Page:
For many people, travelling has become a race to cram as many famous or historical places into an itinerary as possible. Eager to see as much of a country as they can, most tourists hop by an attraction for just enough time to take a few photographs, or capture an Instagram story, and then immediately rush to the next one, barely taking any time to be in the moment.
Local photographer Amani Azlin is not a fan of this speedy form of sightseeing. Instead, she prefers the idea of “slow travel”, where she can take her time when exploring a new place to deeper understand its essence, or reveal hidden sides of it.
“I see it as literally going slower when you’re on a trip or travelling, and being open to things that could happen around you. To be more willing to allow yourself to develop intimate connections with a location and its people. If you’re always in a rush, you’re limiting yourself to fewer things you might see and hear,” Amani said during an interview in Bangsar South in Kuala Lumpur.
“When you’re slow travelling, many more opportunities arise for you to claim a space as yours. It’s allowing yourself to craft an emotional connection. Of course, this does mean having to take a longer time at almost each place you visit,” she added with a laugh.
While Amani enjoys capturing fascinating travel images, she’s probably most known for her fashion portfolio. The talented young photographer from KL is a multi-disciplinary visual artist who’s made a name for herself with her striking, minimalist images. You’ve probably seen her work with prominent local fashion brands such as Nelissa Hilman, Ana Abu and SHALS. Her photographs have been featured on the covers of several L’Officiel Magazine Malaysia issues, and in 2021, her photo of designer Datuk Jimmy Choo was published in the Wall Street Journal.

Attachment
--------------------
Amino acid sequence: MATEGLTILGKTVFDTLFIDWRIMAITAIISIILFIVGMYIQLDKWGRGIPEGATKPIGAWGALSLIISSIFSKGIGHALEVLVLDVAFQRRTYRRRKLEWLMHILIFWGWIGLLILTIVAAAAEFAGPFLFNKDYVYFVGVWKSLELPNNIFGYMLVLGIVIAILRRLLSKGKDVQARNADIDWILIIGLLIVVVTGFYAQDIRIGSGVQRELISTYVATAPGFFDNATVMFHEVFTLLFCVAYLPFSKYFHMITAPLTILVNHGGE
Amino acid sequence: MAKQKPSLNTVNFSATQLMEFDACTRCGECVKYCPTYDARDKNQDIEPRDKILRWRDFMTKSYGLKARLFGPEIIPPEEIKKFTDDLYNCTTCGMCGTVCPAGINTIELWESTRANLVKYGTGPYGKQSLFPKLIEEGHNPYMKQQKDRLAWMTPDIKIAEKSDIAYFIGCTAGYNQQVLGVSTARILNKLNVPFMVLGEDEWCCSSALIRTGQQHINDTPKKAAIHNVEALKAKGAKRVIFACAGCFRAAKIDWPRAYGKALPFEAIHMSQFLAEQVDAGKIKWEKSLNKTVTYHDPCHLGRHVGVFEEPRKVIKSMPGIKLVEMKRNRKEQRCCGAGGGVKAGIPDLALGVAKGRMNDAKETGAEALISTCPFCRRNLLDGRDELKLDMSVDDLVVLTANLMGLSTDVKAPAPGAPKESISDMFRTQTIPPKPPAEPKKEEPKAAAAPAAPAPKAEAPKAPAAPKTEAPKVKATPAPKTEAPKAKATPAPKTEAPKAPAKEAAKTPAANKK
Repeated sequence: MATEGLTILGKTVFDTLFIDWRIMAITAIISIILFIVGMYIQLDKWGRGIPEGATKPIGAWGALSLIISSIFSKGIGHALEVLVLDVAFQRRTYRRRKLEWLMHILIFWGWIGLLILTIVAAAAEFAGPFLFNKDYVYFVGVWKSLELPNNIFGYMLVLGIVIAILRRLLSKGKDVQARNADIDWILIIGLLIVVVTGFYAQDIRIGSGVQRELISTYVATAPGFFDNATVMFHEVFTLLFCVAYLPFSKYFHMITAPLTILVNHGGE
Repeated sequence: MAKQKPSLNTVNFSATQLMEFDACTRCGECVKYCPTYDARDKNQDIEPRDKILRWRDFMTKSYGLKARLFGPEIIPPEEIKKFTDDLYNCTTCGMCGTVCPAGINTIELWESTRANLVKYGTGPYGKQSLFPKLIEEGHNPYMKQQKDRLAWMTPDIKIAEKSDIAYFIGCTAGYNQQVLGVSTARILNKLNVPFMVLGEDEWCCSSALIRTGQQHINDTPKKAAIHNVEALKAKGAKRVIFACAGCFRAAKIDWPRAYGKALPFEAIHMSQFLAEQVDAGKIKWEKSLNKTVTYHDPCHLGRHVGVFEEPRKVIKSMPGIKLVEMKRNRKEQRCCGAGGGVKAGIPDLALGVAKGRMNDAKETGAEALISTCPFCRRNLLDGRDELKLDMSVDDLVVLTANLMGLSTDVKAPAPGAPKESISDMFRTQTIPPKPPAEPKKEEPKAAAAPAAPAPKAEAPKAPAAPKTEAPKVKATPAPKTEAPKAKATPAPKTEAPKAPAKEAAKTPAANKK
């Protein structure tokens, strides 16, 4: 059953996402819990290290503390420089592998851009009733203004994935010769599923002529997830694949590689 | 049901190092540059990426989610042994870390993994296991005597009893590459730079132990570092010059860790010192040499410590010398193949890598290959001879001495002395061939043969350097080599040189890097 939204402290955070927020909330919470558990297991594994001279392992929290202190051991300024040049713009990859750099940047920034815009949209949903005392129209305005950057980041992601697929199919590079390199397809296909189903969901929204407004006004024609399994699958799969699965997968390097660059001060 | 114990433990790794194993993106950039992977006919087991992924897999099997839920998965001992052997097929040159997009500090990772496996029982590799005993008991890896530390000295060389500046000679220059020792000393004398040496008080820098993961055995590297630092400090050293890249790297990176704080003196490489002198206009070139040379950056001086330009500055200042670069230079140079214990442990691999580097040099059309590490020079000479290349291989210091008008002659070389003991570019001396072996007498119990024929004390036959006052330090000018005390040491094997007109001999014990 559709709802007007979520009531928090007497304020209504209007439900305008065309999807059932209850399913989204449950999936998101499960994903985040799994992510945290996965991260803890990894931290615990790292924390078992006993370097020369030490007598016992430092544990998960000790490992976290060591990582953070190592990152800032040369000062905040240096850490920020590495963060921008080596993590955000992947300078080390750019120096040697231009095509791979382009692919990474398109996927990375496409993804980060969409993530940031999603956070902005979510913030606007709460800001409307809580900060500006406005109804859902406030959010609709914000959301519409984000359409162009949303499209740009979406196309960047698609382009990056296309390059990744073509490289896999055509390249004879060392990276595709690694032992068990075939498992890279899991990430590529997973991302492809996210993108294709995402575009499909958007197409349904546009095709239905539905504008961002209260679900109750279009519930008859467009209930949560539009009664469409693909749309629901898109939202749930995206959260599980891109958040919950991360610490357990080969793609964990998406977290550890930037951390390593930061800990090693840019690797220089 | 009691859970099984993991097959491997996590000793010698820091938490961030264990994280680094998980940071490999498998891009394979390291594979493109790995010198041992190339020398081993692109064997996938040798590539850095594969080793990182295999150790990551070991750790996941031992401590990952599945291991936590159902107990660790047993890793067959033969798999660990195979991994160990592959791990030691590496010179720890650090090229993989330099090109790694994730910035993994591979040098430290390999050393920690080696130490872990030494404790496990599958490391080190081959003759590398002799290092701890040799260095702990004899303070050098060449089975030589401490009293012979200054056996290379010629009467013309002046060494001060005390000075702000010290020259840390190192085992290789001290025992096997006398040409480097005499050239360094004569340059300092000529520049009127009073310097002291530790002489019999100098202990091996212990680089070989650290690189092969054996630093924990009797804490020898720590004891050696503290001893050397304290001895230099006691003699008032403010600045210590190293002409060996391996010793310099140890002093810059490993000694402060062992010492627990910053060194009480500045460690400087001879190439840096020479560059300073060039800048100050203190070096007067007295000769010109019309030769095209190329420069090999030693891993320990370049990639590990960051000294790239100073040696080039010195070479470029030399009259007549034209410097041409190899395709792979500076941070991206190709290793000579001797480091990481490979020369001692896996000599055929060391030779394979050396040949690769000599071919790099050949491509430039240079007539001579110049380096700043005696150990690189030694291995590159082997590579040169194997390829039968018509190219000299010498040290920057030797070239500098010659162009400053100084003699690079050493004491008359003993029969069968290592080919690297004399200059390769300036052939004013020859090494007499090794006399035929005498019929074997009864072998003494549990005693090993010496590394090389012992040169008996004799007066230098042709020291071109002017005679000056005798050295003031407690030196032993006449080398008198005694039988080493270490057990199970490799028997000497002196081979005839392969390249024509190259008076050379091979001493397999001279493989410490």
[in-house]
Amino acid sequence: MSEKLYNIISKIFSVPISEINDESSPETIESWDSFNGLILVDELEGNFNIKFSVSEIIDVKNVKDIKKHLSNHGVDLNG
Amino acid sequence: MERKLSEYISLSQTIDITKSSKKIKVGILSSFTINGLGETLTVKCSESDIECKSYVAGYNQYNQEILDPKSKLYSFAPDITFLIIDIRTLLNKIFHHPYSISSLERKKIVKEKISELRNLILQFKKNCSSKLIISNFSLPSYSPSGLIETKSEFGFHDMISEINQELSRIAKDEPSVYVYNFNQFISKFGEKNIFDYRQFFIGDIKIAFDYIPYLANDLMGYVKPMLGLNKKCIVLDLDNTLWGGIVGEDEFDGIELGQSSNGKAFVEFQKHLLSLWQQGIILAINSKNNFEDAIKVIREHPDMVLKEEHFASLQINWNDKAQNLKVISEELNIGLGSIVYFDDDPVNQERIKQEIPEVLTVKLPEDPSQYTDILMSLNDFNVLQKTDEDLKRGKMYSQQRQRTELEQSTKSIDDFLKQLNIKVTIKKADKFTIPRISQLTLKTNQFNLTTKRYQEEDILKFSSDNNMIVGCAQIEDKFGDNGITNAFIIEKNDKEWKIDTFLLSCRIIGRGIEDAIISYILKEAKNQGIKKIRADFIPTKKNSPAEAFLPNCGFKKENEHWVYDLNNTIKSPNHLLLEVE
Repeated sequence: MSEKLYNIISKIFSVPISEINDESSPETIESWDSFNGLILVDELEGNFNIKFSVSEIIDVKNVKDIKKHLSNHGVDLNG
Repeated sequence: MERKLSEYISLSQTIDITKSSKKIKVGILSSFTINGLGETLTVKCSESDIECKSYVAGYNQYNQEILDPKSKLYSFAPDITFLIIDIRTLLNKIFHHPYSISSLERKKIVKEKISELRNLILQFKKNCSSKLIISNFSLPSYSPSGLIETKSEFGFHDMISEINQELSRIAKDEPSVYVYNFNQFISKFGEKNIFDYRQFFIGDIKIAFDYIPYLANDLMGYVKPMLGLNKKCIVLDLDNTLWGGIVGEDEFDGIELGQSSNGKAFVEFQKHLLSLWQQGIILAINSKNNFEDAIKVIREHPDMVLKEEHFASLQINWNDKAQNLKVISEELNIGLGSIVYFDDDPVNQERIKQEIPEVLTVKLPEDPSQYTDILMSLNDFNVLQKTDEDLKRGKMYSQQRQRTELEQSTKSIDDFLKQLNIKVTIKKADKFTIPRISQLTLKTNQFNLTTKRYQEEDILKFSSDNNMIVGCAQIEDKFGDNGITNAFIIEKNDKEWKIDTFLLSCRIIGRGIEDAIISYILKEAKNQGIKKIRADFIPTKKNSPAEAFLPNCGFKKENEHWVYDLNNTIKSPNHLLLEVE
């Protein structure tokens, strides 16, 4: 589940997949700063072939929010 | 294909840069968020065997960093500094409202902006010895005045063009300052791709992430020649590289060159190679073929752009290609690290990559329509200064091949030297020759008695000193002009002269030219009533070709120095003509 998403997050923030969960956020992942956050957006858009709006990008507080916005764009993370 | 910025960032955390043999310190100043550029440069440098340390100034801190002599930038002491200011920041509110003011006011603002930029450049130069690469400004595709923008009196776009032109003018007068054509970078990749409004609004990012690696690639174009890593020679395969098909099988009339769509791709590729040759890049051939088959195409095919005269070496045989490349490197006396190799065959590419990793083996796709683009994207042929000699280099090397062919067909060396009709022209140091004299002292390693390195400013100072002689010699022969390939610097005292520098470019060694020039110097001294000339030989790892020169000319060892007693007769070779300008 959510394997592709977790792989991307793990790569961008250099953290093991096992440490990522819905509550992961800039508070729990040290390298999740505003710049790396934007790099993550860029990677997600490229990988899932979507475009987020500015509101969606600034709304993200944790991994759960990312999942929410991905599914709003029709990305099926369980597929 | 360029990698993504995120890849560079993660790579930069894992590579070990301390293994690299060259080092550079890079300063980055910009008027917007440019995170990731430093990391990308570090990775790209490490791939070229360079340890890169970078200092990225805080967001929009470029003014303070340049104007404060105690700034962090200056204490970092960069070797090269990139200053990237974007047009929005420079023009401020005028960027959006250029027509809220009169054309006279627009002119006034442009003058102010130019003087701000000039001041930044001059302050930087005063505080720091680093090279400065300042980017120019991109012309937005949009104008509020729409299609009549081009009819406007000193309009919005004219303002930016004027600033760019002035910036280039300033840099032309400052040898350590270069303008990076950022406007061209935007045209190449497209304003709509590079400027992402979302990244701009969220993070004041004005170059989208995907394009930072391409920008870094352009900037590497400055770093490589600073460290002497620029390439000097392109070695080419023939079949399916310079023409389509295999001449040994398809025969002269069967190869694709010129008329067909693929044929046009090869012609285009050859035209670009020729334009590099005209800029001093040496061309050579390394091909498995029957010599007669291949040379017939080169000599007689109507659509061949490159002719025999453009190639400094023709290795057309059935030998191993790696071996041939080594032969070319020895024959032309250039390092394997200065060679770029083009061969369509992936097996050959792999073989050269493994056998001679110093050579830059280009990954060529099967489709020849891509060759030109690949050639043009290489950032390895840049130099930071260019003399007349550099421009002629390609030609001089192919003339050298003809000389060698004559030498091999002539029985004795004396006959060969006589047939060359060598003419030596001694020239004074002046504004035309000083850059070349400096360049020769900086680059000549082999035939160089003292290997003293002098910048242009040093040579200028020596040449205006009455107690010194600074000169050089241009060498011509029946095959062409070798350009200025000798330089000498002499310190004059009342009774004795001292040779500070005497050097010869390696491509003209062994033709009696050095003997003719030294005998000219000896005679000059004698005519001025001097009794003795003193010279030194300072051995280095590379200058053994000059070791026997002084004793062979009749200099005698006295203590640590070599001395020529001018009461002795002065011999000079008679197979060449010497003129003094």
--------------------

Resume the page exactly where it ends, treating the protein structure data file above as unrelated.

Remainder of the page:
While travel and fashion photography may seem worlds apart, Amani believes that succeeding in either requires a keen eye for observation.
“The goal for both these styles of photography is the same, to share a story. However, with fashion photography I am usually the messenger in the middle between the client and their own mission with their brand, whether it is commercial or editorial.
“There is a lot more control and communication involved for fashion, where I lead a crew to help execute an ideal vision, (and not just) working with a muse or model,” Amani explained.
“For travel photography, I see it as something more personal where you get to choose and curate your own story out of a place or location. It’s between you and your inner self.”
Journey of discovery
The eloquent Amani revealed she first discovered her slow travel style during an early work assignment, after a client flew her to Japan for a three-day shoot.
“I walked in, they told me what they wanted, and then it was a lot of shoot then move, shoot then move. When I came back, and when people asked me how the trip had been, I realised that although I had enjoyed it, there was very little of (the experience) that I could hold personal to me. From then on, I decided to adopt a slower form of travel,” Amani said.
While Amani excels at capturing images of distant lands, her start in photography came close to home. When she was in her late teens, the budding shutterbug would frequently “borrow” her dad’s digital camera to take photos of everything in her house, from flower arrangements to family members.